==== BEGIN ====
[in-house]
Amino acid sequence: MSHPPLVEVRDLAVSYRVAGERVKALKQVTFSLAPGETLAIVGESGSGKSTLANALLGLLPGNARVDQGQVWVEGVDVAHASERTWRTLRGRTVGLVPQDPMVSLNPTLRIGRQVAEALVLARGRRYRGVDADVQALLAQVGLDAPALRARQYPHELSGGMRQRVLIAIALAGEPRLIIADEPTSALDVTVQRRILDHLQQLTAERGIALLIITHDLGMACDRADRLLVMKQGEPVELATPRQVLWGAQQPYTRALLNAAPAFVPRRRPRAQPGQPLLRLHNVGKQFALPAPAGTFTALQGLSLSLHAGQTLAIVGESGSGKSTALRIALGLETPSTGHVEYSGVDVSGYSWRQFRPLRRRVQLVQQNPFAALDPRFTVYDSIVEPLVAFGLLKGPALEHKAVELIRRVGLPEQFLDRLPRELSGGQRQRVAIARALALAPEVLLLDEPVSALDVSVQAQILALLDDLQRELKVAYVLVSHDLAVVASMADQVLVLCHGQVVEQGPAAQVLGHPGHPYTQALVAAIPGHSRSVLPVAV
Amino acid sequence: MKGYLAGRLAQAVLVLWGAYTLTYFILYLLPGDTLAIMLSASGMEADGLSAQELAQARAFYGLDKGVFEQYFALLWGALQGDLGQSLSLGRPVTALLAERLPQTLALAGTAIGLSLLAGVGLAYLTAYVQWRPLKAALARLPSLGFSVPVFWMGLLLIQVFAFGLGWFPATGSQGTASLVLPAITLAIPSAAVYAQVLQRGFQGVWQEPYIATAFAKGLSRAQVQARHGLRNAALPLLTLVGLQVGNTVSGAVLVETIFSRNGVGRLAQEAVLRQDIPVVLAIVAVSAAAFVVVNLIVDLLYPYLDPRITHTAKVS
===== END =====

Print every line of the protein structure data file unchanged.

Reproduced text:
[in-house]
Amino acid sequence: MSHPPLVEVRDLAVSYRVAGERVKALKQVTFSLAPGETLAIVGESGSGKSTLANALLGLLPGNARVDQGQVWVEGVDVAHASERTWRTLRGRTVGLVPQDPMVSLNPTLRIGRQVAEALVLARGRRYRGVDADVQALLAQVGLDAPALRARQYPHELSGGMRQRVLIAIALAGEPRLIIADEPTSALDVTVQRRILDHLQQLTAERGIALLIITHDLGMACDRADRLLVMKQGEPVELATPRQVLWGAQQPYTRALLNAAPAFVPRRRPRAQPGQPLLRLHNVGKQFALPAPAGTFTALQGLSLSLHAGQTLAIVGESGSGKSTALRIALGLETPSTGHVEYSGVDVSGYSWRQFRPLRRRVQLVQQNPFAALDPRFTVYDSIVEPLVAFGLLKGPALEHKAVELIRRVGLPEQFLDRLPRELSGGQRQRVAIARALALAPEVLLLDEPVSALDVSVQAQILALLDDLQRELKVAYVLVSHDLAVVASMADQVLVLCHGQVVEQGPAAQVLGHPGHPYTQALVAAIPGHSRSVLPVAV
Amino acid sequence: MKGYLAGRLAQAVLVLWGAYTLTYFILYLLPGDTLAIMLSASGMEADGLSAQELAQARAFYGLDKGVFEQYFALLWGALQGDLGQSLSLGRPVTALLAERLPQTLALAGTAIGLSLLAGVGLAYLTAYVQWRPLKAALARLPSLGFSVPVFWMGLLLIQVFAFGLGWFPATGSQGTASLVLPAITLAIPSAAVYAQVLQRGFQGVWQEPYIATAFAKGLSRAQVQARHGLRNAALPLLTLVGLQVGNTVSGAVLVETIFSRNGVGRLAQEAVLRQDIPVVLAIVAVSAAAFVVVNLIVDLLYPYLDPRITHTAKVS